In particular, if your insurance claim on a cancer or other critical illness treatment policy was denied or limited on the basis it supposedly does not pay the full amount of a doctor or hospital’s “cost,” “charge,” or “expense” for a treatment, then you may be a victim of deceptive, unfair, and bad faith insurance practices. Insurance companies engaging in these practices often say one or more of the following:
- Your policy only pays the “actual incurred” amount of a cost, charge, or expense
- There is language in your policy saying we only cover what a patient is “legally liable” for, and you did not have to pay anything (or less than the full charge) to the doctor or hospital
- This is a supplemental policy; we only pay your actual out-of-pocket costs
- We need the insurance Explanation of Benefits (EOBs) or Medicare summaries to further assess your claim and see what the doctor or hospital really charged or got paid for your treatment
- Medicare/Medicaid or some other insurance plan already paid 100% (or other percentage)
There are multiple other ways unscrupulous insurers seek to limit or deny payments on a treatment policy as well, such as by never informing you of tangential benefits that may exist for things like mileage travelled in a private vehicle, ambulance costs, blood/plasma/platelet charges, initial diagnosis or testing benefits, in-patient, hospital confinement, or attending physician benefits, while also making it burdensome for a policyholder to get paid by demanding ever-increasing information that is not necessary and wholly unfamiliar to a consumer—such as Form UB-04 or CMS-1500, or detailed hospital, surgical, and other reports—and not responding to inquiries on a timely basis to string policyholders along in the hopes they will eventually give up (or worse, die with no left to be the wiser).
Companies publicly sued in the past or otherwise alleged to have issued a treatment policy that could be subject to such practices includes each of the following: American Family Life Assurance Company; American Fidelity Assurance Company; American Public Life Insurance Company; Bankers United Life Assurance Company; Central United Life Insurance Company; Conseco Life Insurance Company; Dixie National Life Insurance Company; Equity National Life Insurance Company; Great American Reserve Insurance Company; Jefferson National Life Insurance Company; Life Investors Insurance Company of America; Occidental Life Insurance Company; Philadelphia American Life Insurance Company; Transamerica Life Insurance Company; and Texas International Life Insurance Company. Such insurance policies change hands over time with new or successor companies appearing or changing names and affiliations often as well, so there are undoubtedly others involved with these policies over the years.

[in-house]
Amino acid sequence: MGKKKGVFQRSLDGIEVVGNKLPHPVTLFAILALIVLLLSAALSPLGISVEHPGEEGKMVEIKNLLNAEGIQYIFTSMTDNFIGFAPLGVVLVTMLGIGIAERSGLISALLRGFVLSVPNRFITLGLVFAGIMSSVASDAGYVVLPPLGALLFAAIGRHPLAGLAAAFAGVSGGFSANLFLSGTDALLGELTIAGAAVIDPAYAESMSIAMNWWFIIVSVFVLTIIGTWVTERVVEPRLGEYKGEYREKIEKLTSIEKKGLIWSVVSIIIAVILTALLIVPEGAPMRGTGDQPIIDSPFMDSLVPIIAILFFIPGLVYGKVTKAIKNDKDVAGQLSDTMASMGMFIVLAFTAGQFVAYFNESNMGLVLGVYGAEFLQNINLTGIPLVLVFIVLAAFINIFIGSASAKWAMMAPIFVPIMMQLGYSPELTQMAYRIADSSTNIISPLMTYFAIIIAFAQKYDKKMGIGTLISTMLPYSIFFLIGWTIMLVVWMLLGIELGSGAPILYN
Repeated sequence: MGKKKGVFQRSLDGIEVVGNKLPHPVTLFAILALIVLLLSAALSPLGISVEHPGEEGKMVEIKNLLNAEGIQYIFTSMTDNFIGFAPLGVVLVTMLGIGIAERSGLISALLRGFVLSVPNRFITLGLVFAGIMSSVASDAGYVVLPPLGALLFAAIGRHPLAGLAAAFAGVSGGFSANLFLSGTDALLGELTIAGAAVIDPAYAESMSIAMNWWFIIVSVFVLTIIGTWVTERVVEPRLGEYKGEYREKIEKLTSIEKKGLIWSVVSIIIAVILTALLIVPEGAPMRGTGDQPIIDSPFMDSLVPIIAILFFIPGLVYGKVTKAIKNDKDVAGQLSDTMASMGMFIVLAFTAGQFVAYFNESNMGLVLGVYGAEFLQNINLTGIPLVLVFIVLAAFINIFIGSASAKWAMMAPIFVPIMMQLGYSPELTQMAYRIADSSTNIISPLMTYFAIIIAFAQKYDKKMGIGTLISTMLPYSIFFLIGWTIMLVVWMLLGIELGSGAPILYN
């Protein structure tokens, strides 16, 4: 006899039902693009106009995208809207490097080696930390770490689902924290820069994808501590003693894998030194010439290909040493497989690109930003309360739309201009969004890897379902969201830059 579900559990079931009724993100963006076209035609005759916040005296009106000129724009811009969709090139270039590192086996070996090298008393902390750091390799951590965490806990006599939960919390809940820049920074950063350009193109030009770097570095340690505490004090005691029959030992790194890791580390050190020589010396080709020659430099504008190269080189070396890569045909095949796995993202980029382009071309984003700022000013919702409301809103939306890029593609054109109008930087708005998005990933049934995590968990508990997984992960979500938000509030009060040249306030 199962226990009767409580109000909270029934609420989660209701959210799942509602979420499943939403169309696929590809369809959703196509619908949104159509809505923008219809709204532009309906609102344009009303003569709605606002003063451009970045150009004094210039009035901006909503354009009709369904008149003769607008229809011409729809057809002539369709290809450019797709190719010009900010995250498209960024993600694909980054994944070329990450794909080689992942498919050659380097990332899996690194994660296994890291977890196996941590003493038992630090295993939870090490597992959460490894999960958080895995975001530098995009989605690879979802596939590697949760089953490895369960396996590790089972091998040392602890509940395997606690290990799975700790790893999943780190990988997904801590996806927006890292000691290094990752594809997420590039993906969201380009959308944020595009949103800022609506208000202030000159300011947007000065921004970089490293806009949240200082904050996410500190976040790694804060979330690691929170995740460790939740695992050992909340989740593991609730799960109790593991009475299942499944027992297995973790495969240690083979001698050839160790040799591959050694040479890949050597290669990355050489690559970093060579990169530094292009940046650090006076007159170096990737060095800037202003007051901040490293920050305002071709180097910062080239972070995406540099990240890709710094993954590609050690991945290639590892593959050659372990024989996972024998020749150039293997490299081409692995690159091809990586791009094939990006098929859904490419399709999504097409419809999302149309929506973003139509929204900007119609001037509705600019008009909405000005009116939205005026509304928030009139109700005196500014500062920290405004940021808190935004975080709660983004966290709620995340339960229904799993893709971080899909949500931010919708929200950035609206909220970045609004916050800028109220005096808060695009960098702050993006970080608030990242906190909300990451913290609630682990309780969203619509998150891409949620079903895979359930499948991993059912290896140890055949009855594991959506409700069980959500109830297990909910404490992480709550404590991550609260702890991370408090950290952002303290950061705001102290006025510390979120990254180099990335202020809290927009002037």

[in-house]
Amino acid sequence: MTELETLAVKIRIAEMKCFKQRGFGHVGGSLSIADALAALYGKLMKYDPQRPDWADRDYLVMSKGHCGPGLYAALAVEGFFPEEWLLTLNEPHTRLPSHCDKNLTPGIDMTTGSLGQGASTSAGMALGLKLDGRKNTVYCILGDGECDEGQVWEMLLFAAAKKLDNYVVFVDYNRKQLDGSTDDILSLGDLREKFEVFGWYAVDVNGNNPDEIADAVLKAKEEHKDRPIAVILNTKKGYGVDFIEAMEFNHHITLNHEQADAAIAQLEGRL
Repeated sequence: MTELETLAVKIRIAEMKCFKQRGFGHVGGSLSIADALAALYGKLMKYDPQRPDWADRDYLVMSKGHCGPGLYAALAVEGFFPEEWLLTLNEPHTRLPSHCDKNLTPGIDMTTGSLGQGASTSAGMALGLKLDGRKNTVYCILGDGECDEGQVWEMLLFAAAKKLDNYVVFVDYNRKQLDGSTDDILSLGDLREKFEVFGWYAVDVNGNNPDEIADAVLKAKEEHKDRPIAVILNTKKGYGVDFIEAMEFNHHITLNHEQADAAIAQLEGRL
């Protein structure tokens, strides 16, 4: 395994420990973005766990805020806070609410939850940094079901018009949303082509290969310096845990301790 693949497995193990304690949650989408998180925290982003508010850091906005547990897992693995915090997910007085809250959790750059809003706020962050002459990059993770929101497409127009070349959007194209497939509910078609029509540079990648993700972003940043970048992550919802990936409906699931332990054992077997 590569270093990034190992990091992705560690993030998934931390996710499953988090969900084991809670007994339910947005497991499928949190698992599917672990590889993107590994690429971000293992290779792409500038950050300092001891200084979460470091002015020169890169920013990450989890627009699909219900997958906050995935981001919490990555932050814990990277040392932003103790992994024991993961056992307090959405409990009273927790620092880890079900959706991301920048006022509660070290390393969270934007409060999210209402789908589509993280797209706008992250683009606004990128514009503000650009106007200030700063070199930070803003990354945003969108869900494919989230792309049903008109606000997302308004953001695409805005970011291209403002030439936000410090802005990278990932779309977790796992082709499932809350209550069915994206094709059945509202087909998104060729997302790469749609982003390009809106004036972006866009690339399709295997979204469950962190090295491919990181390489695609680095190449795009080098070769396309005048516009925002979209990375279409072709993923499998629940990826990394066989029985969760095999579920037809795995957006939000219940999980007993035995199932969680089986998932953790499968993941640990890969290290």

What to do if You Are Denied Benefits on a Cancer, Critical Illness, or Other Health Care Treatment Policy
Policyholders in Texas and most other States are entitled to prompt processing and payment of claims, and for insurance companies, adjusters, and claims departments to act in good faith to help them obtain all the benefits to which they are entitled. Using the practices described herein to mislead a consumer and deny or limit a payout based on an improper re-interpretation of policy language, is a deceptive practice that can be subject to increased statutory interest for a failure to make timely payment along with treble or exemplary (aka “punitive”) damages, plus attorneys’ fees and court costs.
If you suspect that you or a loved one (perhaps deceased now) who held a cash benefits, defined benefit, or supplemental treatment policy was the victim of improper conduct by an insurance company within the past few years, then you should consider contacting an attorney.
It is important not to wait too long either as the statute of limitations in Texas for a bad faith insurance claim is two years (while a routine breach of contract claim can still exist up to four years, unless validly limited by policy language to something less). Wright Commercial Litigation has experience with diverse types of insurance claims in Texas, including cash benefit treatment policies.
Contact the firm to see if it can help you obtain the full compensation to which you are entitled.